Do Independent Directors Improve Firm Value? Evidence from the Great Recession
21 Pages Posted: 18 Oct 2017
Date Written: October 17, 2017
The literature offers no clear evidence on the effect of independent directors on firm value. We argue that, during stressful times, firms may need more and better expert advice to navigate a crisis. Outside independent directors can provide such advice. So, the role of independent directors may be more pronounced during a stressful time. Consistent with this notion, we find that independent directors significantly improved firm value during the Great Recession of 2008. Specifically, a rise in the percentage of independent directors by one standard deviation would have improved firm value by 4.29% during the Great Recession. Outside the crisis period, however, our results do not show that independent directors increase firm value. Further analysis confirms the results, including random-effects regressions, propensity score matching, instrumental-variable regressions, as well as falsification tests. Our results are crucial as they demonstrate that the role of independent directors is different during stressful times than it is during normal times.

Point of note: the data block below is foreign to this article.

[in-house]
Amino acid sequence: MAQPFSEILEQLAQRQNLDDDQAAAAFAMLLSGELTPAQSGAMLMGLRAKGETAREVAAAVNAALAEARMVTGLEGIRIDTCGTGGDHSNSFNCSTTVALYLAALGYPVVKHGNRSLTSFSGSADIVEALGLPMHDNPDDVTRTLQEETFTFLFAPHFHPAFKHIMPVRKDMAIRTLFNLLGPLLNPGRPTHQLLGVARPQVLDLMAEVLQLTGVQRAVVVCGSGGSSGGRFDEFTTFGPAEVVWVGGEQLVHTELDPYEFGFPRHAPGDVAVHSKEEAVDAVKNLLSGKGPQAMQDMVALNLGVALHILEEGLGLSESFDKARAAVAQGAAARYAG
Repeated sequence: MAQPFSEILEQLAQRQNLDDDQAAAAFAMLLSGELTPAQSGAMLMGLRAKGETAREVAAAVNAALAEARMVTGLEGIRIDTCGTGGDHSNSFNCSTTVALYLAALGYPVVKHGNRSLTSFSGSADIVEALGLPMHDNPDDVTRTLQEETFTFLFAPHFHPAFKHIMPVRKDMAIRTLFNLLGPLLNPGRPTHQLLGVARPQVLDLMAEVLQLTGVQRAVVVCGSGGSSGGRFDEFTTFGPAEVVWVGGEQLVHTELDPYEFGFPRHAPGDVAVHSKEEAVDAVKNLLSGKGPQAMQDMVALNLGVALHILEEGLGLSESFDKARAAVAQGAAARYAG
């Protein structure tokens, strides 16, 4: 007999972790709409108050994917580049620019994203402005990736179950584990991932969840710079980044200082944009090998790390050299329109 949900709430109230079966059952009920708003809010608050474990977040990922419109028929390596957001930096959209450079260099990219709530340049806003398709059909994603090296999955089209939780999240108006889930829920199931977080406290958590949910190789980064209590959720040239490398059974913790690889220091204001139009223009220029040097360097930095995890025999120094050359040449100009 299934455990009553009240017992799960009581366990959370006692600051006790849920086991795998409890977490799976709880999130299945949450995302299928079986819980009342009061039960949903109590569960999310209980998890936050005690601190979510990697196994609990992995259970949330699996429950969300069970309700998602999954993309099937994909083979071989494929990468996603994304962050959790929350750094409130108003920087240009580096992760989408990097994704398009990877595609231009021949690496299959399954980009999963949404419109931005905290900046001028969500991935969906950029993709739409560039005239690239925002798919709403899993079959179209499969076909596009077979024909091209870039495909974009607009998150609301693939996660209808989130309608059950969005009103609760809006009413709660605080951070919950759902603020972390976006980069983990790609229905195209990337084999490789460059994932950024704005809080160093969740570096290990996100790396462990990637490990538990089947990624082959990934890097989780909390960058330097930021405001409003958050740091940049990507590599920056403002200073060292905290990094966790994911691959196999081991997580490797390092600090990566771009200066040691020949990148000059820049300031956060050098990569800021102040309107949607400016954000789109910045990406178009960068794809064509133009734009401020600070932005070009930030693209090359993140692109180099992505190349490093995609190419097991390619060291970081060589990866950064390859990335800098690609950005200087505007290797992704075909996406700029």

Keywords: Independent Directors, Board Independence, Firm Value, Financial Crisis, Corporate Governance, Great Recession
JEL Classification: G32, G34
Suggested Citation: Suggested Citation